DAYTON, OHIO Colleges around the country are devoting more time, money and staff power to students who can't decide on a major, concerned that many of them will leave school without graduating or will prolong their college careers and take up precious spots for prospective students.
Indecision can be costly for students, as well, in times of rising tuition.
College officials say many students were so focused on extracurricular activities in high school that they spent little time considering career choices.
"They are more sheltered and more accustomed to adults making decisions for them and keeping them on track," said Chrissy Coley, director of retention and planning at the University of South Carolina's Student Success Center.
Tuition and fees at public four-year public colleges this fall rose $344, or 6.3 percent, to an average of $5,836, according to the College Board's annual "Trends in College Pricing" report. At private four-year colleges, published tuition and fees rose 5.9 percent, to an average of $22,218.
But students who can't settle on a major risk extending their college careers and paying more.
The University of South Carolina this semester more than doubled its staff of advisers focusing on undergraduates who can't settle on a major. The school opened a center aimed largely at undecideds that will cost $580,000 a year to operate. The cluster of airy, glass-paneled offices includes group study rooms in which undecideds are tutored by fellow students in an effort to give them a connection to certain academic programs.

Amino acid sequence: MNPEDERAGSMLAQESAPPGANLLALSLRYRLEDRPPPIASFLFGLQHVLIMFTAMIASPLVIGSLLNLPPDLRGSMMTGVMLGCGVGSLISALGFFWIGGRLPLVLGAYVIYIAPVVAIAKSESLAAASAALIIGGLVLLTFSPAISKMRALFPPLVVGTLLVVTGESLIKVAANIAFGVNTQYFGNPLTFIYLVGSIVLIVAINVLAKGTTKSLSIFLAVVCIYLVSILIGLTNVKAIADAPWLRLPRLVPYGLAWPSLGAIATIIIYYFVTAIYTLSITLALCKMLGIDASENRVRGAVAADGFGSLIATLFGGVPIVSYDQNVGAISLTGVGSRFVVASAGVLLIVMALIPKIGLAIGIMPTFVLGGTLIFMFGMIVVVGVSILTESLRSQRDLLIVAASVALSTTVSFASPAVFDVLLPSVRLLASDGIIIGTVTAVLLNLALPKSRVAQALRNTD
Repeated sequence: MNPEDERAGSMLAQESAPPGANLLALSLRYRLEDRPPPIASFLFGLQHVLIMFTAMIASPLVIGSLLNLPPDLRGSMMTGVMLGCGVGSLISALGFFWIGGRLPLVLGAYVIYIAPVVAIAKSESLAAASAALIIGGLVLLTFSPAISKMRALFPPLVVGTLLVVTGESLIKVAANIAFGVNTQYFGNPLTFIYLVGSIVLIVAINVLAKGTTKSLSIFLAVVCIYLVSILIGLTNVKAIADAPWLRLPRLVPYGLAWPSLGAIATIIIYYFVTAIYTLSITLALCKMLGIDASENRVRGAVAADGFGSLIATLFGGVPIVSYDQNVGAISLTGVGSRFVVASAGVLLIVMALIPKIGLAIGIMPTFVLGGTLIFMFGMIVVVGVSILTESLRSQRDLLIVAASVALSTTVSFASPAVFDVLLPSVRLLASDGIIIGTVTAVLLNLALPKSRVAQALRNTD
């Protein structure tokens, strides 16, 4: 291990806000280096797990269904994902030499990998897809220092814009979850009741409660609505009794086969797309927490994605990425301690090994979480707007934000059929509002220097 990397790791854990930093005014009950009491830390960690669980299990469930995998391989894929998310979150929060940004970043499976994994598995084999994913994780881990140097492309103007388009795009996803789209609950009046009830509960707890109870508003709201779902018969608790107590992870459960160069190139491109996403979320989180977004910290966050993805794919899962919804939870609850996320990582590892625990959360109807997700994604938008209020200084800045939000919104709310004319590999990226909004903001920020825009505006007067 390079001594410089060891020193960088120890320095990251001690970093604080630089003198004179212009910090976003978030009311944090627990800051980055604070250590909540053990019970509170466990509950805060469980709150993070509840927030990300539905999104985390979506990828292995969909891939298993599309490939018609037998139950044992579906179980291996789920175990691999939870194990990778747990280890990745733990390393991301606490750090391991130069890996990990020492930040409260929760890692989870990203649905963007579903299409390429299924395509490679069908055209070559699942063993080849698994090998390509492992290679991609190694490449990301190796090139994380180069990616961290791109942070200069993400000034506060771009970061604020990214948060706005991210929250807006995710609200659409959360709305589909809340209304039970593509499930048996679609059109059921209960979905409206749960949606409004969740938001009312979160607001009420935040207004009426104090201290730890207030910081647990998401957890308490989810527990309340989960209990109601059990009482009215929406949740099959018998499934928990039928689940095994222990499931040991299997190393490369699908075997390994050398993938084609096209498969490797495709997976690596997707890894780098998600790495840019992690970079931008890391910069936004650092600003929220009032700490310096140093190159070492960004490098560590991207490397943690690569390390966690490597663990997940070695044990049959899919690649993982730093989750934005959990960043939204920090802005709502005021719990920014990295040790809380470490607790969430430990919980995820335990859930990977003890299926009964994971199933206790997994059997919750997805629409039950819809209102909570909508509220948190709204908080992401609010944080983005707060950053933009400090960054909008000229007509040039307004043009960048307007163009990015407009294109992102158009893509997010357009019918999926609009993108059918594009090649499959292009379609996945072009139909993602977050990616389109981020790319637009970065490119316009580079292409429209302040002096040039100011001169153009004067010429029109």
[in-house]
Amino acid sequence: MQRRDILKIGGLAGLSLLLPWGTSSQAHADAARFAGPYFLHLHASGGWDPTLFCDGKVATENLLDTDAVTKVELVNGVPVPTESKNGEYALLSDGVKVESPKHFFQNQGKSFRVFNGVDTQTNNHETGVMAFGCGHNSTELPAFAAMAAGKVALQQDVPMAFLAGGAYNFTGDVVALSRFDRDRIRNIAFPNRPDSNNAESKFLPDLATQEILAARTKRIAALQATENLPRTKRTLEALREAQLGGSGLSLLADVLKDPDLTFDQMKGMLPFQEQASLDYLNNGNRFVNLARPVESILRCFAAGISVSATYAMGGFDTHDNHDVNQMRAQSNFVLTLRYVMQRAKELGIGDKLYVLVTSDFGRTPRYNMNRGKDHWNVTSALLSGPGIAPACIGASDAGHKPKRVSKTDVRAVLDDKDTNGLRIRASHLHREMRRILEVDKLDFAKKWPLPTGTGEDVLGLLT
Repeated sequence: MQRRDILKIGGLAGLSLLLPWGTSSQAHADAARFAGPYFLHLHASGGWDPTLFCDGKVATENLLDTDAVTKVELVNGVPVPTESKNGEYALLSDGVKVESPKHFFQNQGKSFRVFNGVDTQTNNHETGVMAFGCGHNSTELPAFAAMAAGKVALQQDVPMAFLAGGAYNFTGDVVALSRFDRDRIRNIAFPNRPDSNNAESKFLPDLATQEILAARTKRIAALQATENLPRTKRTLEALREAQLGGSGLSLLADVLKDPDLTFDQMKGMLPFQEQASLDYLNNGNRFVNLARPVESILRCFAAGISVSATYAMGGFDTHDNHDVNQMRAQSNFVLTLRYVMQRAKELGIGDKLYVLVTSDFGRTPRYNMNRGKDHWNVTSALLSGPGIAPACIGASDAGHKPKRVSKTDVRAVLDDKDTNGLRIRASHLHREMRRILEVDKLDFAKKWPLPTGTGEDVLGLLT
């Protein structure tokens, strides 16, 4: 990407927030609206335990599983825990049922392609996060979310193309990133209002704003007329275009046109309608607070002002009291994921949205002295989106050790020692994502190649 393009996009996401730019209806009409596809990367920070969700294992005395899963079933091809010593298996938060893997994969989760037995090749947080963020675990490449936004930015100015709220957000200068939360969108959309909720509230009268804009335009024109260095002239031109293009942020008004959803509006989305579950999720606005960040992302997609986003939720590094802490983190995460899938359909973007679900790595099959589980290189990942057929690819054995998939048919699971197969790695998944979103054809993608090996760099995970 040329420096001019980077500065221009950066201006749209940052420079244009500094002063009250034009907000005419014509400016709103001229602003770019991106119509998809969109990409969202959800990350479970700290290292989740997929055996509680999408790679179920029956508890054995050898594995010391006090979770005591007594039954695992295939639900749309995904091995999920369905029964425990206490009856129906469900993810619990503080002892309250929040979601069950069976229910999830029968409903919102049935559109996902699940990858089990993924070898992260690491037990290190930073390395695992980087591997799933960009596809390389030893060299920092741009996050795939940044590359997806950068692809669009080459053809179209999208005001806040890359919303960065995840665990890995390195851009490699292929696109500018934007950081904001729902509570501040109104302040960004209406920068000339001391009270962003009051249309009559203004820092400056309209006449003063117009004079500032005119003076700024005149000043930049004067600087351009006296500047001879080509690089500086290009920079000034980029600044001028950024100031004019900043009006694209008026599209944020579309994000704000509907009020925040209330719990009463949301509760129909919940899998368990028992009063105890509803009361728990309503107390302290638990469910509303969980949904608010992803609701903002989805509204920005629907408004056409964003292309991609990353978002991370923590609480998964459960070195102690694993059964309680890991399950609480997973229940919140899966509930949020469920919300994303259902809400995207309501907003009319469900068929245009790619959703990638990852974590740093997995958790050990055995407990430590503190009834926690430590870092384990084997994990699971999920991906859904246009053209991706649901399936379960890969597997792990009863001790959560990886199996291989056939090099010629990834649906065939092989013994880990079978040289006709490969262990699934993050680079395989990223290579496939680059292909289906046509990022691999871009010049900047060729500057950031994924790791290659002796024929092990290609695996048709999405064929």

At Ohio University, a majors fair offering 60 fields-of-study booths with representatives from different colleges drew nearly 2,000 students, double what it did last year. Bulletin boards pinned with information about the major of the month are popping up in dorms at Western Michigan University.
Other university efforts
The University of Washington is so concerned about these students that advisers are seeking them out, peppering them with e-mails and postcards to get them to come in for guidance.
Laura Avila, assistant director of special programs, said each of her counselors has more than 600 students assigned to them.
"It's ridiculous," she said.
Of the 1,800 first-year students who entered the University of Dayton this semester, 39 percent had not settled on a major. That's the highest percentage in four years.
"We're finding the more you wander through the college experience, the less likely you are to stay," said Christine Schramm, assistant dean of students at the private Catholic school. "We are becoming aware that we need to do more."
Anne Pici, an adviser at Dayton, encourages students to take a variety of courses their first two years and then talk with teachers and upperclassmen in fields that have piqued their interest. She is counseling 12 undecided sophomores.
"All of them are panicked that they don't have a major," she said.
The University of Wisconsin, where about one-third of the 5,600 entering freshmen are undecided, sets up advisers in satellite offices in four dorms to make it easier for students to get help.
The program has grown steadily - there are 15 professional advisers and 13 peer advisers - since it began six years ago.
"What has changed is the institution's attitude toward this," said Timothy Walsh, director of the university's Cross-College Advising Service. "There's a huge shift."